In his April 21, 2016 decision in Parsons v. The Canadian Red Cross Society, Justice Perrell of the Ontario Superior Court refused to allow an intervenor to participate in a motion concerning the distribution of an approved settlement. The decision is of importance to class action practice, as it holds that well-intentioned “busybodies” are not to interfere in the distribution of approved class action settlements.

Background Facts

The decision arose from a settlement arising out of the Canadian tainted blood tragedy. The distribution of the settlement has resulted in numerous motions (some of which we have previously discussed).

The Intervention Motion

“Steering Committee,” an unincorporated group of seven eminent Canadian physicians, researchers, and scientists, sought to intervene in an upcoming motion “for the purpose of submitting that some of the actuarially unallocated funds should be allocated to the ‘National HCV Initiative’ of which the Steering Committee is the organizing group or steering committee.” The National HCV Initiative promotes improving delivering of care to all Canadians living with HCV, and improving future prevention, care and treatment of Hepatitis C through research.

Reasons

Justice Perrell “did not necessarily” agree with the submission that the court did not have discretion to make an allocation to the Steering Committee or its National HCV Initiative. Nor did he decide whether the Steering Committee satisfied the conventional test under Ontario’s Rules of Civil Procedure about intervention as a third party in a lawsuit.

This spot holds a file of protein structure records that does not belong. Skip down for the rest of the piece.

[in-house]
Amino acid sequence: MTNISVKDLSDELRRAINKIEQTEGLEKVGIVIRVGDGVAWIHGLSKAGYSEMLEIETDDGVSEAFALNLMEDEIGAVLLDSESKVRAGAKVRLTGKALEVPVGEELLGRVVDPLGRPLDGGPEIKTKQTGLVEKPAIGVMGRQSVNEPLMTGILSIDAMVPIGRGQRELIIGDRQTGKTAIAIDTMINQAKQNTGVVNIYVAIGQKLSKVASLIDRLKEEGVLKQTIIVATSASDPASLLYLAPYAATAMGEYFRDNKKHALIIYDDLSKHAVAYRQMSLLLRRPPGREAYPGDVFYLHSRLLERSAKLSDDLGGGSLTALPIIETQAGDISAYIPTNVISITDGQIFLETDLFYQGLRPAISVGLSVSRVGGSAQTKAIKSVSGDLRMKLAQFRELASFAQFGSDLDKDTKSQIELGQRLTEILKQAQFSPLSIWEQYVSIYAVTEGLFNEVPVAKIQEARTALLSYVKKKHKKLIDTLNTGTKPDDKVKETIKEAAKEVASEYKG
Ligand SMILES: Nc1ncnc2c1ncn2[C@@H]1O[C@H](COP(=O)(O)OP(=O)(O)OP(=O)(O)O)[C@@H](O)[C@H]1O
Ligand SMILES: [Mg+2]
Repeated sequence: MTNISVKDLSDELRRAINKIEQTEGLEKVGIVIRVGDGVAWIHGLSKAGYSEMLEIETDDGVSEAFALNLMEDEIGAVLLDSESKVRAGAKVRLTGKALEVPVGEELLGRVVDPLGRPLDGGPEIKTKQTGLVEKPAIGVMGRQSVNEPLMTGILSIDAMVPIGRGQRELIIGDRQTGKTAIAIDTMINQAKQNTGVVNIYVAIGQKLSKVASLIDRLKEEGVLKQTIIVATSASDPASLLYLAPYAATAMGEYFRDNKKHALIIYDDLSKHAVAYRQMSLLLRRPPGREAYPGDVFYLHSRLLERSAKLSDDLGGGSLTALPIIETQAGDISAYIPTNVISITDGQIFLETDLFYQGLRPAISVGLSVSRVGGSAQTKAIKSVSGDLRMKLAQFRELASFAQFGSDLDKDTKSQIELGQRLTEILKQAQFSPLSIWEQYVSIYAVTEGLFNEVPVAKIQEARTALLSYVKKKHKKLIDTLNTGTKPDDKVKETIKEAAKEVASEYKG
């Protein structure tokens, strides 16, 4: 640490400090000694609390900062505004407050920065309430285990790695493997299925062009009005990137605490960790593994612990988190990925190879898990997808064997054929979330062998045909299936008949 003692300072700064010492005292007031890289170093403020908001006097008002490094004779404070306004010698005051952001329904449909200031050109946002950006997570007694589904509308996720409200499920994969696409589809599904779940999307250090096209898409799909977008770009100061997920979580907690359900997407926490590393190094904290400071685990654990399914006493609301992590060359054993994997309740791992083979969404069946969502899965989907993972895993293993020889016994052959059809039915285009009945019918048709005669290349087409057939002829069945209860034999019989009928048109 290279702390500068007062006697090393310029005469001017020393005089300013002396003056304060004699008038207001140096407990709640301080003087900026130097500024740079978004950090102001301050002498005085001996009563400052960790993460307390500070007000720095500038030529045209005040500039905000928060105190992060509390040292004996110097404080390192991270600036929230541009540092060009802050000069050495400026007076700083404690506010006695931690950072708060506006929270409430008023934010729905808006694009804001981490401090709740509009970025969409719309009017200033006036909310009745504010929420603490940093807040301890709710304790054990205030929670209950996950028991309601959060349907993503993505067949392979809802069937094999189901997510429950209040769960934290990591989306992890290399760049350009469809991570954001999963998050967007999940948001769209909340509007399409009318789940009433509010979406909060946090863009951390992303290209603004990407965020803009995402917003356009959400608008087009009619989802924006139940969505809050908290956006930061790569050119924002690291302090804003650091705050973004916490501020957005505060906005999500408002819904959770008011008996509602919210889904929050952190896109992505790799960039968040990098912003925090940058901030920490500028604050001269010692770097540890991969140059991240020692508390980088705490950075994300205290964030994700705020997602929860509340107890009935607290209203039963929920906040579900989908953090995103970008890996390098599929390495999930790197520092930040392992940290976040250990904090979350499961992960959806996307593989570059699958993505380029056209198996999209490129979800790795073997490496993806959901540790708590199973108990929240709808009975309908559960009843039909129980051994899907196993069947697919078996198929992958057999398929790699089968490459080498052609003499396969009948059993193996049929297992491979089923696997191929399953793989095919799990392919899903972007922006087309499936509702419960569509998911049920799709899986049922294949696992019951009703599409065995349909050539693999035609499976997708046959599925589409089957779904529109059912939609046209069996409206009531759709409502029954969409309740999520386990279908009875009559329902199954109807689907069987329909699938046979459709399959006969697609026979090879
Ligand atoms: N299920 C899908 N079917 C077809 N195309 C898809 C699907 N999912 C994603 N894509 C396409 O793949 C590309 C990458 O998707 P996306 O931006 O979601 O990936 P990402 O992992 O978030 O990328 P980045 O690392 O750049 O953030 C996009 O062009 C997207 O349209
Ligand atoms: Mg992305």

Instead, he refused the Steering Committee’s request to intervene on narrow grounds:

  • the Steering Committee was a stranger to both the Settlement Agreement and to the litigation that spawned the Settlement Agreement;
  • the Steering Committee was in conflict with both the Class Members and the Defendants, who had “no obligation to share the actuarially unallocated funds with strangers to the contract or to the litigation that was settled by a negotiated contract”;
  • under the court-approved settlement, requests for an allocation of excess capital must come from a “Party” to the settlement, which the Steering Committee was not;

He ultimately concluded:

However commendable sharing any excess capital with all Canadians who suffer from Hepatitis C may be, the parties to the litigation, the plaintiffs and the defendants to the class actions, negotiated a settlement in their own self-interest and they are under no obligation to be altruistic in enforcing the bargain they reached. The Steering Committee has no substantive right to participate in what amounts to the administration of a contract that has been approved by the court. Its participation would create an opponent to the parties to the contract, and the Steering Committee’s participation would delay and potentially disturb the commencement of the long-scheduled hearing of the allocation motion.

Conclusion

Class action settlements are carefully negotiated contracts subject to court approval. This decision demonstrates that rights granted and obligations assumed pursuant to such contracts are rights of parties to the settlement, and are not to be interfered with by third parties.